Letters between France’s ill-fated queen Marie Antoinette and her lover Count de Fersen were recently deciphered using new techniques, according to the French National Archives. Prior to this, the letters were illegible due to the censor marks on it.
The letters, according to AFP, were written a couple of years after the 1791 French Revolution.
During their correspondence, the Queen was living with her husband, King Louis the XVI in the Parisian Tuileries Palace. Both were under surveillance.
Prior to the discovery, much of the letters’ contents were already known, except for the redacted lines, which made the letters illegible. It was said that to reveal them, the X-Ray fluorescent system (XRS) was used. This technique analyzes the composition of the inks used.
There have been similarities between the ink used by the Count and the ink used in redaction, suggesting that the Count himself may have censored them.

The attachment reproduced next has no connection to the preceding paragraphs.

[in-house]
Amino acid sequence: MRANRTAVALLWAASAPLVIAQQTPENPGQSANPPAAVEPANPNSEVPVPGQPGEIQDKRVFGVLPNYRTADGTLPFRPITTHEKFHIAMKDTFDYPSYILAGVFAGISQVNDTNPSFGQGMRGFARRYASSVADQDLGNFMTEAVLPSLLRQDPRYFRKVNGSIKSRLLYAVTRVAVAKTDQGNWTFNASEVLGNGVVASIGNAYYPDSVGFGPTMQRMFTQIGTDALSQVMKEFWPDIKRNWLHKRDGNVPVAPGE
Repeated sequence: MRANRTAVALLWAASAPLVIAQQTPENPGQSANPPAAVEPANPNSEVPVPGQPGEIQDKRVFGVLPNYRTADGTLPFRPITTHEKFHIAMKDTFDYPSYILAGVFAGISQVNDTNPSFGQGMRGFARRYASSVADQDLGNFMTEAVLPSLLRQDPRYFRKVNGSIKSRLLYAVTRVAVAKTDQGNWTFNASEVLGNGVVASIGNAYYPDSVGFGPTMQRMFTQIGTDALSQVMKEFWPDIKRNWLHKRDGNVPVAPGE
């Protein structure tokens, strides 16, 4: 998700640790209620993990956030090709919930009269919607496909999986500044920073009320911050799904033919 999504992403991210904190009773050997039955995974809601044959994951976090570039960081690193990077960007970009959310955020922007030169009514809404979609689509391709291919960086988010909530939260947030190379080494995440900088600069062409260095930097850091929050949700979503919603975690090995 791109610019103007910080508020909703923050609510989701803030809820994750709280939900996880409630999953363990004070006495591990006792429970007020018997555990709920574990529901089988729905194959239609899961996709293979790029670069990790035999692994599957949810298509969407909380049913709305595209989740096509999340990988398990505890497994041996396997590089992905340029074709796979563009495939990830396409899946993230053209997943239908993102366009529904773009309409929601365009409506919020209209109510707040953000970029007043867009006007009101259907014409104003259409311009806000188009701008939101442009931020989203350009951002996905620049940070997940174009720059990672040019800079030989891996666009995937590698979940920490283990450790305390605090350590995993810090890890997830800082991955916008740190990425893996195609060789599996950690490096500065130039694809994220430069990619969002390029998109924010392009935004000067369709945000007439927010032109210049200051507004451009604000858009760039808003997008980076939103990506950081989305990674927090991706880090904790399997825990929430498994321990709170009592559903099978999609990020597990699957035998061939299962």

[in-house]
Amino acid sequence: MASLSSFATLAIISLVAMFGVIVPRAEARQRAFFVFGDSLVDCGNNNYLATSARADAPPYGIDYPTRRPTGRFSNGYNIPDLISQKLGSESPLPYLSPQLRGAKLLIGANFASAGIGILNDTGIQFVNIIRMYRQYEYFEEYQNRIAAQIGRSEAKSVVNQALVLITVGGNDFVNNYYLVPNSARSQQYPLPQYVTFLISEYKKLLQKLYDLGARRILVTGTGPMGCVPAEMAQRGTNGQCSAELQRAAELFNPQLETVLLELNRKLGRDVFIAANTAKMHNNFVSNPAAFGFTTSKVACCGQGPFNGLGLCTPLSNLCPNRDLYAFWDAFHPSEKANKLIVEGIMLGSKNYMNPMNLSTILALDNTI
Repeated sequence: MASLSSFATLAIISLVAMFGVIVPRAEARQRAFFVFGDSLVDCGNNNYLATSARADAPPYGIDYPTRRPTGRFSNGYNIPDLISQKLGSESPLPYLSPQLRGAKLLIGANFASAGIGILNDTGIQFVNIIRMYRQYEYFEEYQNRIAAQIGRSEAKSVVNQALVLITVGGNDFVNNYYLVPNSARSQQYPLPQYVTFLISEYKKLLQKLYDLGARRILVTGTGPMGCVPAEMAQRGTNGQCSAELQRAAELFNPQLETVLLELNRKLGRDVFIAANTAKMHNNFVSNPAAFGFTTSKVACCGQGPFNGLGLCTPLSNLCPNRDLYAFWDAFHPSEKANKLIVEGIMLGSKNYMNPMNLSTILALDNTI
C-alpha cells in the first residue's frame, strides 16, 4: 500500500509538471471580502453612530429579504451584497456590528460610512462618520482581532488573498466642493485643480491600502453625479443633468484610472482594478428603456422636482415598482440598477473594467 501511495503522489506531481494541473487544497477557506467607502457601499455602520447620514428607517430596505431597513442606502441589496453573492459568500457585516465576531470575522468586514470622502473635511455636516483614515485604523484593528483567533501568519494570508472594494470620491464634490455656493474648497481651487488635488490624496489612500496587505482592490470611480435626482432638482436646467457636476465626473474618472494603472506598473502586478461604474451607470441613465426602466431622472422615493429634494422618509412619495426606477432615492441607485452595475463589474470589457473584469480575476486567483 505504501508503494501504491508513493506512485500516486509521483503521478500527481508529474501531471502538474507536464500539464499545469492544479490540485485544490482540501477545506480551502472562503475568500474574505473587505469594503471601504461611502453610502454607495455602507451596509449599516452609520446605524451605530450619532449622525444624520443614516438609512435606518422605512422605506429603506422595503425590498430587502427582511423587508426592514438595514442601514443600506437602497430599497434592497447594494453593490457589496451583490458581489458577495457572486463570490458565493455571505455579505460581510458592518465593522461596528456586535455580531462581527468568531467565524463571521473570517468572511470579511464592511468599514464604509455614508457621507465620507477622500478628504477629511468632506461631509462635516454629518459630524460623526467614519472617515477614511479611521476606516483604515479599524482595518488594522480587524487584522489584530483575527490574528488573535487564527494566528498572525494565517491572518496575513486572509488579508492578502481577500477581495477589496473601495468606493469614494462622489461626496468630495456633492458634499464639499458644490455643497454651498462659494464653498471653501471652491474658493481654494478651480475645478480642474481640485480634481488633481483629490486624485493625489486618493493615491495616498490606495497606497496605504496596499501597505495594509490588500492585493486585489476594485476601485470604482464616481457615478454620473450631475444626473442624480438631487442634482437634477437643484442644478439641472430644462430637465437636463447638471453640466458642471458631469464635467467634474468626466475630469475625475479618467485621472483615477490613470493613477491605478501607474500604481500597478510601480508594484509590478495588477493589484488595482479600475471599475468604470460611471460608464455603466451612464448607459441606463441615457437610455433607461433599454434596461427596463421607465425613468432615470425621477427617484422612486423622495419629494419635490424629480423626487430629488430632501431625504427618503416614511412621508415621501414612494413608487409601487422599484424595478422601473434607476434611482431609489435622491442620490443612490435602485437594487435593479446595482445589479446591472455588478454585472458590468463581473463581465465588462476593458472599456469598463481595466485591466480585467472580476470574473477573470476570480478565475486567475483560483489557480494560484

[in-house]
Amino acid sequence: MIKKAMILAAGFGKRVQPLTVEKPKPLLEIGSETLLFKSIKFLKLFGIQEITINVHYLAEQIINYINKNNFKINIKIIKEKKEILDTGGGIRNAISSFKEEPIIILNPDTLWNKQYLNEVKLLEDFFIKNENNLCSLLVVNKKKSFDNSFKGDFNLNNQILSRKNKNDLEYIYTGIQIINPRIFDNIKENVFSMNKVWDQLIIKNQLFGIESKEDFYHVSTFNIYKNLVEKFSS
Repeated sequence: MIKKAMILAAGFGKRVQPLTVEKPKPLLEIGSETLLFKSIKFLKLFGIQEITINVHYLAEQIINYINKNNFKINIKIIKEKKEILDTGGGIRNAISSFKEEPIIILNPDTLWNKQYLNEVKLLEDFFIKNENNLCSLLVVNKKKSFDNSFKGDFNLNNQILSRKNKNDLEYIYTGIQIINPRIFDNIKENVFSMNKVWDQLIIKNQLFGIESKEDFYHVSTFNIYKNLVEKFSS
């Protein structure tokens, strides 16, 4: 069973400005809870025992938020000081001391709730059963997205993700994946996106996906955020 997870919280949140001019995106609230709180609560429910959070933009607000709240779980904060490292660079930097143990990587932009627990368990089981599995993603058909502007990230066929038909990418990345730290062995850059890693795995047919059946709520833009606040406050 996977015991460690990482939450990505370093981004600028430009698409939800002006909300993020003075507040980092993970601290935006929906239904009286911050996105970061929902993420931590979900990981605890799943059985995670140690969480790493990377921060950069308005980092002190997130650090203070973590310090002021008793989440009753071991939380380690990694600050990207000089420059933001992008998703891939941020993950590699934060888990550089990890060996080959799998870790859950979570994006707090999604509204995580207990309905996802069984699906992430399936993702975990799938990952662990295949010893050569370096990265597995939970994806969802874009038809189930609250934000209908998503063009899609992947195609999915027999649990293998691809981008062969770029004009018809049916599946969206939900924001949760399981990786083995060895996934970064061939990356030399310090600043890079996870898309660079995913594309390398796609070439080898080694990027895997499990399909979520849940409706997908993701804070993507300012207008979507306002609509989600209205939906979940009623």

“For the first time we can read Fersen’s writing using unambiguous sentences on his feelings for the queen, which had been carefully hidden,” said the REX project’s leaders in a statement.
“Marie-Antoinette and Fersen express themselves using the terminology of love, even if the majority of the content of the letters is political,” it added. “The principal conclusion of the REX project is less about sensational revelations on the relationship between Marie-Antoinette and Fersen, and more about the expression of feelings of hope, worry, confidence and terror, in a particular context of forced separation and imprisonment,”
Out of the 15 redacted letters, only 8 have been deciphered. For the other remaining letters, the ink used was the same, and cracking them seem impossible.